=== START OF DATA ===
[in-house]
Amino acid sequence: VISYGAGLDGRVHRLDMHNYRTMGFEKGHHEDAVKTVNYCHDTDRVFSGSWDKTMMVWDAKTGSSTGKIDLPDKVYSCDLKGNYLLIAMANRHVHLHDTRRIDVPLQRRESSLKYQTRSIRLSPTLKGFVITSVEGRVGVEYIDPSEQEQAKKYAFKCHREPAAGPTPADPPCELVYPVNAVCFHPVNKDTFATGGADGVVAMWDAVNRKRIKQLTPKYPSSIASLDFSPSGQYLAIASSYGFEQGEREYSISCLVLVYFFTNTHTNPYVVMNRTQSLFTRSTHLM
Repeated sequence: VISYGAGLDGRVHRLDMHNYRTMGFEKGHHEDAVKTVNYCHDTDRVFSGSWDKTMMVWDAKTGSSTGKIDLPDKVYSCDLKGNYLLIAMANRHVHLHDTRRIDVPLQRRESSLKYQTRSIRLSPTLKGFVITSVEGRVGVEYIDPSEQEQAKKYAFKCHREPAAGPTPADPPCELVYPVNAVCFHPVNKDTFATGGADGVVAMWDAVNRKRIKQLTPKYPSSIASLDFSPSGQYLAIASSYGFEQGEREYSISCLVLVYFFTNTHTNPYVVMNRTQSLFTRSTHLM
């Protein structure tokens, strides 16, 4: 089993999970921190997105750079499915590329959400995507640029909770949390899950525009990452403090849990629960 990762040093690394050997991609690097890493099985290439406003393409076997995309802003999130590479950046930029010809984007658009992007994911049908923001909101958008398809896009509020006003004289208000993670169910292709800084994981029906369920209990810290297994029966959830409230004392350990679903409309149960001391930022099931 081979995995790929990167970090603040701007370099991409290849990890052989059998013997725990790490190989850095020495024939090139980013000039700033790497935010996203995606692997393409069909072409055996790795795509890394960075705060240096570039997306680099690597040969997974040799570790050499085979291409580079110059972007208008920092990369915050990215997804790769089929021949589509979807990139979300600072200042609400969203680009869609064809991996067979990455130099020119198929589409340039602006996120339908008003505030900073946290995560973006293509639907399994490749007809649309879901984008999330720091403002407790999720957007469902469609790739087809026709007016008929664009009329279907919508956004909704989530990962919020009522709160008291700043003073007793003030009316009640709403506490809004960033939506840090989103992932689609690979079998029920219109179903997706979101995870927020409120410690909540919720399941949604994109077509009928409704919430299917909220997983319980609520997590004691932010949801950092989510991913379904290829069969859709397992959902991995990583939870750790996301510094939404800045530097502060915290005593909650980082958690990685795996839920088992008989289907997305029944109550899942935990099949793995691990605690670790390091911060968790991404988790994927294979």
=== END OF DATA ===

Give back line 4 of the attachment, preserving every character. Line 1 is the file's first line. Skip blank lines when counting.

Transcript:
């Protein structure tokens, strides 16, 4: 089993999970921190997105750079499915590329959400995507640029909770949390899950525009990452403090849990629960 990762040093690394050997991609690097890493099985290439406003393409076997995309802003999130590479950046930029010809984007658009992007994911049908923001909101958008398809896009509020006003004289208000993670169910292709800084994981029906369920209990810290297994029966959830409230004392350990679903409309149960001391930022099931 081979995995790929990167970090603040701007370099991409290849990890052989059998013997725990790490190989850095020495024939090139980013000039700033790497935010996203995606692997393409069909072409055996790795795509890394960075705060240096570039997306680099690597040969997974040799570790050499085979291409580079110059972007208008920092990369915050990215997804790769089929021949589509979807990139979300600072200042609400969203680009869609064809991996067979990455130099020119198929589409340039602006996120339908008003505030900073946290995560973006293509639907399994490749007809649309879901984008999330720091403002407790999720957007469902469609790739087809026709007016008929664009009329279907919508956004909704989530990962919020009522709160008291700043003073007793003030009316009640709403506490809004960033939506840090989103992932689609690979079998029920219109179903997706979101995870927020409120410690909540919720399941949604994109077509009928409704919430299917909220997983319980609520997590004691932010949801950092989510991913379904290829069969859709397992959902991995990583939870750790996301510094939404800045530097502060915290005593909650980082958690990685795996839920088992008989289907997305029944109550899942935990099949793995691990605690670790390091911060968790991404988790994927294979």